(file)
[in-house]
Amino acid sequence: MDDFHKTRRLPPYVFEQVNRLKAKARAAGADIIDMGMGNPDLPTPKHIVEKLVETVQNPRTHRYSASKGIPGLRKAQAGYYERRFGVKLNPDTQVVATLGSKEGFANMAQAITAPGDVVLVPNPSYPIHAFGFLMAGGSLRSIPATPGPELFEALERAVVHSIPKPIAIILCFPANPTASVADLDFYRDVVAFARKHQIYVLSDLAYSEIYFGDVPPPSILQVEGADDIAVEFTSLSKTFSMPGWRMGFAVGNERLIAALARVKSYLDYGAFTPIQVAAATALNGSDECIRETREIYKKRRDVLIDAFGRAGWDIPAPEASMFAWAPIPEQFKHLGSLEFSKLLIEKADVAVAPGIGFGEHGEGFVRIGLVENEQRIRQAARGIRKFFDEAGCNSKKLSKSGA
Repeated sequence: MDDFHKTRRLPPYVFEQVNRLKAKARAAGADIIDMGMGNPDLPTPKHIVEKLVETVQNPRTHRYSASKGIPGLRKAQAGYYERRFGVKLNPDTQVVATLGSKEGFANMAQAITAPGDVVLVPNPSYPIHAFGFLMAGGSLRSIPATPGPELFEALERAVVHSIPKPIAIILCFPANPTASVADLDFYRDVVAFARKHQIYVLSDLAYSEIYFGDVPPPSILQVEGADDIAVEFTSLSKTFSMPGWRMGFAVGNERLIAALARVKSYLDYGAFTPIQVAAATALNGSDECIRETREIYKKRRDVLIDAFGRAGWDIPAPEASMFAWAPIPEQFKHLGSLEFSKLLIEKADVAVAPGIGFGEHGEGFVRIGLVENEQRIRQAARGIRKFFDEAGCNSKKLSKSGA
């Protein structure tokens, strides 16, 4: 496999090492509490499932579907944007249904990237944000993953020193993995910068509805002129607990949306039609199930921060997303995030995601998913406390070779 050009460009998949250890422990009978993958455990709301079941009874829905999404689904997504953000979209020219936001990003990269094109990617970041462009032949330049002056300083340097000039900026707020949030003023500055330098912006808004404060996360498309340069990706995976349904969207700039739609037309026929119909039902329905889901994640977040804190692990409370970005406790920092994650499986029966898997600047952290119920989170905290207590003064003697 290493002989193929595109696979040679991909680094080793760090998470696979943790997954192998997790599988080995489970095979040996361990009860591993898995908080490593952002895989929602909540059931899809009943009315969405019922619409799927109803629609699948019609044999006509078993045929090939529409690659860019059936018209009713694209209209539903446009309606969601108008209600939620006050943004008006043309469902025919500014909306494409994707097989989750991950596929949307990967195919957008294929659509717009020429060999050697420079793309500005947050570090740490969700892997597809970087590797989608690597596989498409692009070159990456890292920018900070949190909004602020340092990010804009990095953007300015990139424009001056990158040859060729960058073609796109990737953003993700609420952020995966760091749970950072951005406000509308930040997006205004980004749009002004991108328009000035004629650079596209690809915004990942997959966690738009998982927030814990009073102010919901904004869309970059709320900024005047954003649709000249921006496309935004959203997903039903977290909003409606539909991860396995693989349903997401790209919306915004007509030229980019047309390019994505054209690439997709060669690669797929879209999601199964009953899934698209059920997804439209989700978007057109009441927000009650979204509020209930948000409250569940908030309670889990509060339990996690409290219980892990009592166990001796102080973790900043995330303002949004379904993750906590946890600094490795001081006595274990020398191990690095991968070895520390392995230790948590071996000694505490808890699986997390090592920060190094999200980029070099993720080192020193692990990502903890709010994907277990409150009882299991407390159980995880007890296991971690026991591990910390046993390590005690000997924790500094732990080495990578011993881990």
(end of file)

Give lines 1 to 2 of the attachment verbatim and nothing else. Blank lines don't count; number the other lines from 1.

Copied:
[in-house]
Amino acid sequence: MDDFHKTRRLPPYVFEQVNRLKAKARAAGADIIDMGMGNPDLPTPKHIVEKLVETVQNPRTHRYSASKGIPGLRKAQAGYYERRFGVKLNPDTQVVATLGSKEGFANMAQAITAPGDVVLVPNPSYPIHAFGFLMAGGSLRSIPATPGPELFEALERAVVHSIPKPIAIILCFPANPTASVADLDFYRDVVAFARKHQIYVLSDLAYSEIYFGDVPPPSILQVEGADDIAVEFTSLSKTFSMPGWRMGFAVGNERLIAALARVKSYLDYGAFTPIQVAAATALNGSDECIRETREIYKKRRDVLIDAFGRAGWDIPAPEASMFAWAPIPEQFKHLGSLEFSKLLIEKADVAVAPGIGFGEHGEGFVRIGLVENEQRIRQAARGIRKFFDEAGCNSKKLSKSGA